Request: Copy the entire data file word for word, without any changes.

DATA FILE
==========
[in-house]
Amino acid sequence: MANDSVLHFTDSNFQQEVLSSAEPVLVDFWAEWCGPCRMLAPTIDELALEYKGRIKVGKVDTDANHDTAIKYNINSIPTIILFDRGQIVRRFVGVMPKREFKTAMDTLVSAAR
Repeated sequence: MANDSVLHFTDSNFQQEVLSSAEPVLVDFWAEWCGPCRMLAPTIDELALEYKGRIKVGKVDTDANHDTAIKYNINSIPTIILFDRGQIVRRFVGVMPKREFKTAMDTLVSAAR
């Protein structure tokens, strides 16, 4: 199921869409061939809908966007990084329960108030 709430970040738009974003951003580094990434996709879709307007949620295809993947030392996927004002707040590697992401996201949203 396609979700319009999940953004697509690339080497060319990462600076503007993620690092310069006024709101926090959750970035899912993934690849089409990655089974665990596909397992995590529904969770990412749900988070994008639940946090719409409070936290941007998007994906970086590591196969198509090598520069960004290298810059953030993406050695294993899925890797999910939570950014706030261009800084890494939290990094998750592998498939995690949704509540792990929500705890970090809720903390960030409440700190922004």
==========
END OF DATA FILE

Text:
[in-house]
Amino acid sequence: MANDSVLHFTDSNFQQEVLSSAEPVLVDFWAEWCGPCRMLAPTIDELALEYKGRIKVGKVDTDANHDTAIKYNINSIPTIILFDRGQIVRRFVGVMPKREFKTAMDTLVSAAR
Repeated sequence: MANDSVLHFTDSNFQQEVLSSAEPVLVDFWAEWCGPCRMLAPTIDELALEYKGRIKVGKVDTDANHDTAIKYNINSIPTIILFDRGQIVRRFVGVMPKREFKTAMDTLVSAAR
């Protein structure tokens, strides 16, 4: 199921869409061939809908966007990084329960108030 709430970040738009974003951003580094990434996709879709307007949620295809993947030392996927004002707040590697992401996201949203 396609979700319009999940953004697509690339080497060319990462600076503007993620690092310069006024709101926090959750970035899912993934690849089409990655089974665990596909397992995590529904969770990412749900988070994008639940946090719409409070936290941007998007994906970086590591196969198509090598520069960004290298810059953030993406050695294993899925890797999910939570950014706030261009800084890494939290990094998750592998498939995690949704509540792990929500705890970090809720903390960030409440700190922004």